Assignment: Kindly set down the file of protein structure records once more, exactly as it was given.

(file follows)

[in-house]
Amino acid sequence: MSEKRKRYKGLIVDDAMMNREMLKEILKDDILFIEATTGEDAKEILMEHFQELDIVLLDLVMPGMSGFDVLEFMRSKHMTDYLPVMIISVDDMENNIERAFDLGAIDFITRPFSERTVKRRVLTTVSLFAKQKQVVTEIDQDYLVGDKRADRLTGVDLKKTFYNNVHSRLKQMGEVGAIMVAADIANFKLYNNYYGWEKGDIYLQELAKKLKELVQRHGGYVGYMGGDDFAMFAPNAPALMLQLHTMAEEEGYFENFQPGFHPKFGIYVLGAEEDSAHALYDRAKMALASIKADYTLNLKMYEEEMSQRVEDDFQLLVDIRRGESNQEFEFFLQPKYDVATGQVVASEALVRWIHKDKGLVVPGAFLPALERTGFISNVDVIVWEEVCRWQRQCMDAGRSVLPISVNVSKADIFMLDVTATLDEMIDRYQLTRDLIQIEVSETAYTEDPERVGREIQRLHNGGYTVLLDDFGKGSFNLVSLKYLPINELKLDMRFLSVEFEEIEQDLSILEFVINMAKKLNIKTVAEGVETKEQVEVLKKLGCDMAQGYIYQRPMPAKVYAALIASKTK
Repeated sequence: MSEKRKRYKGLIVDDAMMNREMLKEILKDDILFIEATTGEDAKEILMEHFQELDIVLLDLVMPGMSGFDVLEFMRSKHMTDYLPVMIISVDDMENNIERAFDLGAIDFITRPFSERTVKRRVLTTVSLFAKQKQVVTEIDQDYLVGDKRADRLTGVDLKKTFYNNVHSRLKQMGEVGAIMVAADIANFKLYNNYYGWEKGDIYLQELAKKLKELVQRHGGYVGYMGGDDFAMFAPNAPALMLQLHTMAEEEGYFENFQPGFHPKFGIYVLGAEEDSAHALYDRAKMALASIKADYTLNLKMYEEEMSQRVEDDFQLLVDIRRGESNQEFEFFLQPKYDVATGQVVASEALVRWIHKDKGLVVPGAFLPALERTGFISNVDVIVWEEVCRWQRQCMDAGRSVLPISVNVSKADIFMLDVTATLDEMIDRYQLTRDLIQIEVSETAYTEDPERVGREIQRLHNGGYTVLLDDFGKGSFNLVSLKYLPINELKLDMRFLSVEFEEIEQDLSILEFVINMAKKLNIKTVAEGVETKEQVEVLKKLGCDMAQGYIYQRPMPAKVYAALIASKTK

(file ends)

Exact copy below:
[in-house]
Amino acid sequence: MSEKRKRYKGLIVDDAMMNREMLKEILKDDILFIEATTGEDAKEILMEHFQELDIVLLDLVMPGMSGFDVLEFMRSKHMTDYLPVMIISVDDMENNIERAFDLGAIDFITRPFSERTVKRRVLTTVSLFAKQKQVVTEIDQDYLVGDKRADRLTGVDLKKTFYNNVHSRLKQMGEVGAIMVAADIANFKLYNNYYGWEKGDIYLQELAKKLKELVQRHGGYVGYMGGDDFAMFAPNAPALMLQLHTMAEEEGYFENFQPGFHPKFGIYVLGAEEDSAHALYDRAKMALASIKADYTLNLKMYEEEMSQRVEDDFQLLVDIRRGESNQEFEFFLQPKYDVATGQVVASEALVRWIHKDKGLVVPGAFLPALERTGFISNVDVIVWEEVCRWQRQCMDAGRSVLPISVNVSKADIFMLDVTATLDEMIDRYQLTRDLIQIEVSETAYTEDPERVGREIQRLHNGGYTVLLDDFGKGSFNLVSLKYLPINELKLDMRFLSVEFEEIEQDLSILEFVINMAKKLNIKTVAEGVETKEQVEVLKKLGCDMAQGYIYQRPMPAKVYAALIASKTK
Repeated sequence: MSEKRKRYKGLIVDDAMMNREMLKEILKDDILFIEATTGEDAKEILMEHFQELDIVLLDLVMPGMSGFDVLEFMRSKHMTDYLPVMIISVDDMENNIERAFDLGAIDFITRPFSERTVKRRVLTTVSLFAKQKQVVTEIDQDYLVGDKRADRLTGVDLKKTFYNNVHSRLKQMGEVGAIMVAADIANFKLYNNYYGWEKGDIYLQELAKKLKELVQRHGGYVGYMGGDDFAMFAPNAPALMLQLHTMAEEEGYFENFQPGFHPKFGIYVLGAEEDSAHALYDRAKMALASIKADYTLNLKMYEEEMSQRVEDDFQLLVDIRRGESNQEFEFFLQPKYDVATGQVVASEALVRWIHKDKGLVVPGAFLPALERTGFISNVDVIVWEEVCRWQRQCMDAGRSVLPISVNVSKADIFMLDVTATLDEMIDRYQLTRDLIQIEVSETAYTEDPERVGREIQRLHNGGYTVLLDDFGKGSFNLVSLKYLPINELKLDMRFLSVEFEEIEQDLSILEFVINMAKKLNIKTVAEGVETKEQVEVLKKLGCDMAQGYIYQRPMPAKVYAALIASKTK